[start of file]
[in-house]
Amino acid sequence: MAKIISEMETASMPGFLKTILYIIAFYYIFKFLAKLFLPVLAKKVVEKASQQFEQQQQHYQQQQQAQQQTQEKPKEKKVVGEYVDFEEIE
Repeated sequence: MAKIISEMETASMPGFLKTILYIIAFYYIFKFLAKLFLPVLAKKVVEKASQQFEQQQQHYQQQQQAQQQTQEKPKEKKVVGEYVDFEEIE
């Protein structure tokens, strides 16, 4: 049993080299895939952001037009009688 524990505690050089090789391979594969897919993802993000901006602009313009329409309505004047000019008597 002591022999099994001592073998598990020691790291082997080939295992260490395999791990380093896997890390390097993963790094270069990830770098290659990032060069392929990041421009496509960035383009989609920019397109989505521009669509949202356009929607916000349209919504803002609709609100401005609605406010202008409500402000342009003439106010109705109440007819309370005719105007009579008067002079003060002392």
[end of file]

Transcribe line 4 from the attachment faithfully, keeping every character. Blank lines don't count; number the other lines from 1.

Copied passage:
């Protein structure tokens, strides 16, 4: 049993080299895939952001037009009688 524990505690050089090789391979594969897919993802993000901006602009313009329409309505004047000019008597 002591022999099994001592073998598990020691790291082997080939295992260490395999791990380093896997890390390097993963790094270069990830770098290659990032060069392929990041421009496509960035383009989609920019397109989505521009669509949202356009929607916000349209919504803002609709609100401005609605406010202008409500402000342009003439106010109705109440007819309370005719105007009579008067002079003060002392």